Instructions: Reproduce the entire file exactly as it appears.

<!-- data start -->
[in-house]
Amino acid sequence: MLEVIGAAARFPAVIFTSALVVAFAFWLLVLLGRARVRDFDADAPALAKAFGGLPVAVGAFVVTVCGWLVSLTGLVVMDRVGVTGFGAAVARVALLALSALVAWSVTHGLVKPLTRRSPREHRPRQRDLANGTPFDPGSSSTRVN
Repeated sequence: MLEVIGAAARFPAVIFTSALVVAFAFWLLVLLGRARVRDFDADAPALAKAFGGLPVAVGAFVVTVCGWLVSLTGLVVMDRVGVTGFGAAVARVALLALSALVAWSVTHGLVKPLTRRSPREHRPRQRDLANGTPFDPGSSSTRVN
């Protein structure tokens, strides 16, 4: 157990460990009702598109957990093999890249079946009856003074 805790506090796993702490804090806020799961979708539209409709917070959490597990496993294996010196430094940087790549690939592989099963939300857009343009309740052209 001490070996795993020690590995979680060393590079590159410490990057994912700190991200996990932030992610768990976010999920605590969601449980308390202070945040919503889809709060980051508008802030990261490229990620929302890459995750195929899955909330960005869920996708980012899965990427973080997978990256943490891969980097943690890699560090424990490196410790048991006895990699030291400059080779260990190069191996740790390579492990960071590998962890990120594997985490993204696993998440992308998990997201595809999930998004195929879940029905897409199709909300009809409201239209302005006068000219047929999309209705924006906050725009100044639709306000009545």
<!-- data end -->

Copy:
[in-house]
Amino acid sequence: MLEVIGAAARFPAVIFTSALVVAFAFWLLVLLGRARVRDFDADAPALAKAFGGLPVAVGAFVVTVCGWLVSLTGLVVMDRVGVTGFGAAVARVALLALSALVAWSVTHGLVKPLTRRSPREHRPRQRDLANGTPFDPGSSSTRVN
Repeated sequence: MLEVIGAAARFPAVIFTSALVVAFAFWLLVLLGRARVRDFDADAPALAKAFGGLPVAVGAFVVTVCGWLVSLTGLVVMDRVGVTGFGAAVARVALLALSALVAWSVTHGLVKPLTRRSPREHRPRQRDLANGTPFDPGSSSTRVN
């Protein structure tokens, strides 16, 4: 157990460990009702598109957990093999890249079946009856003074 805790506090796993702490804090806020799961979708539209409709917070959490597990496993294996010196430094940087790549690939592989099963939300857009343009309740052209 001490070996795993020690590995979680060393590079590159410490990057994912700190991200996990932030992610768990976010999920605590969601449980308390202070945040919503889809709060980051508008802030990261490229990620929302890459995750195929899955909330960005869920996708980012899965990427973080997978990256943490891969980097943690890699560090424990490196410790048991006895990699030291400059080779260990190069191996740790390579492990960071590998962890990120594997985490993204696993998440992308998990997201595809999930998004195929879940029905897409199709909300009809409201239209302005006068000219047929999309209705924006906050725009100044639709306000009545």